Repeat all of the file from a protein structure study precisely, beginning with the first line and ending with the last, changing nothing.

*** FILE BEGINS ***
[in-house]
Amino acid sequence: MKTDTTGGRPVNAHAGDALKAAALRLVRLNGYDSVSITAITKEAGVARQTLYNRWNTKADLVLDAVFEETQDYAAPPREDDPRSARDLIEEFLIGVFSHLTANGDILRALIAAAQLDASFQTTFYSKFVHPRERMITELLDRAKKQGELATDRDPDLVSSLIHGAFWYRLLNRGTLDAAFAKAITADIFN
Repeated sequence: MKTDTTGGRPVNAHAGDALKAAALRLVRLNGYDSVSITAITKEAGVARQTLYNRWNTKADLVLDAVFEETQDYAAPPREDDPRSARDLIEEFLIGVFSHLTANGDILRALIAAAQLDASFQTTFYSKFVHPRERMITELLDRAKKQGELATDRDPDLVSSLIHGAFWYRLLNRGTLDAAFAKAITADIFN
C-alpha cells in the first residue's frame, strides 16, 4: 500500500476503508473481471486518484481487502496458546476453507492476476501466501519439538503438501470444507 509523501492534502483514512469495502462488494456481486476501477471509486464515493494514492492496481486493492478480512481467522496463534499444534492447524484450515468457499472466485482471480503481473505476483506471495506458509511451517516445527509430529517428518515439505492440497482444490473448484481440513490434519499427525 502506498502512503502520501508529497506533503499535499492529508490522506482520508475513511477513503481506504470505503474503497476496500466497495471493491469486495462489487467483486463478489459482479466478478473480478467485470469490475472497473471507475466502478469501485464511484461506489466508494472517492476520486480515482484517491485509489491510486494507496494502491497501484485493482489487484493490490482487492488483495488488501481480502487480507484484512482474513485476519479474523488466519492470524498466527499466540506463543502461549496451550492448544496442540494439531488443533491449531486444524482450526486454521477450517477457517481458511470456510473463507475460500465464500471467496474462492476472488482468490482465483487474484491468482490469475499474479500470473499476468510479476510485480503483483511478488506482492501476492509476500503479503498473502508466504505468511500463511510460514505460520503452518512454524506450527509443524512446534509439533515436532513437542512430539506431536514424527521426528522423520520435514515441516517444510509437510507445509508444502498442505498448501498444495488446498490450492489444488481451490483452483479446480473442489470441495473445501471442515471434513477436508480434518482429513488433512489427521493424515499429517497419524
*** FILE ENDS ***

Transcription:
[in-house]
Amino acid sequence: MKTDTTGGRPVNAHAGDALKAAALRLVRLNGYDSVSITAITKEAGVARQTLYNRWNTKADLVLDAVFEETQDYAAPPREDDPRSARDLIEEFLIGVFSHLTANGDILRALIAAAQLDASFQTTFYSKFVHPRERMITELLDRAKKQGELATDRDPDLVSSLIHGAFWYRLLNRGTLDAAFAKAITADIFN
Repeated sequence: MKTDTTGGRPVNAHAGDALKAAALRLVRLNGYDSVSITAITKEAGVARQTLYNRWNTKADLVLDAVFEETQDYAAPPREDDPRSARDLIEEFLIGVFSHLTANGDILRALIAAAQLDASFQTTFYSKFVHPRERMITELLDRAKKQGELATDRDPDLVSSLIHGAFWYRLLNRGTLDAAFAKAITADIFN
C-alpha cells in the first residue's frame, strides 16, 4: 500500500476503508473481471486518484481487502496458546476453507492476476501466501519439538503438501470444507 509523501492534502483514512469495502462488494456481486476501477471509486464515493494514492492496481486493492478480512481467522496463534499444534492447524484450515468457499472466485482471480503481473505476483506471495506458509511451517516445527509430529517428518515439505492440497482444490473448484481440513490434519499427525 502506498502512503502520501508529497506533503499535499492529508490522506482520508475513511477513503481506504470505503474503497476496500466497495471493491469486495462489487467483486463478489459482479466478478473480478467485470469490475472497473471507475466502478469501485464511484461506489466508494472517492476520486480515482484517491485509489491510486494507496494502491497501484485493482489487484493490490482487492488483495488488501481480502487480507484484512482474513485476519479474523488466519492470524498466527499466540506463543502461549496451550492448544496442540494439531488443533491449531486444524482450526486454521477450517477457517481458511470456510473463507475460500465464500471467496474462492476472488482468490482465483487474484491468482490469475499474479500470473499476468510479476510485480503483483511478488506482492501476492509476500503479503498473502508466504505468511500463511510460514505460520503452518512454524506450527509443524512446534509439533515436532513437542512430539506431536514424527521426528522423520520435514515441516517444510509437510507445509508444502498442505498448501498444495488446498490450492489444488481451490483452483479446480473442489470441495473445501471442515471434513477436508480434518482429513488433512489427521493424515499429517497419524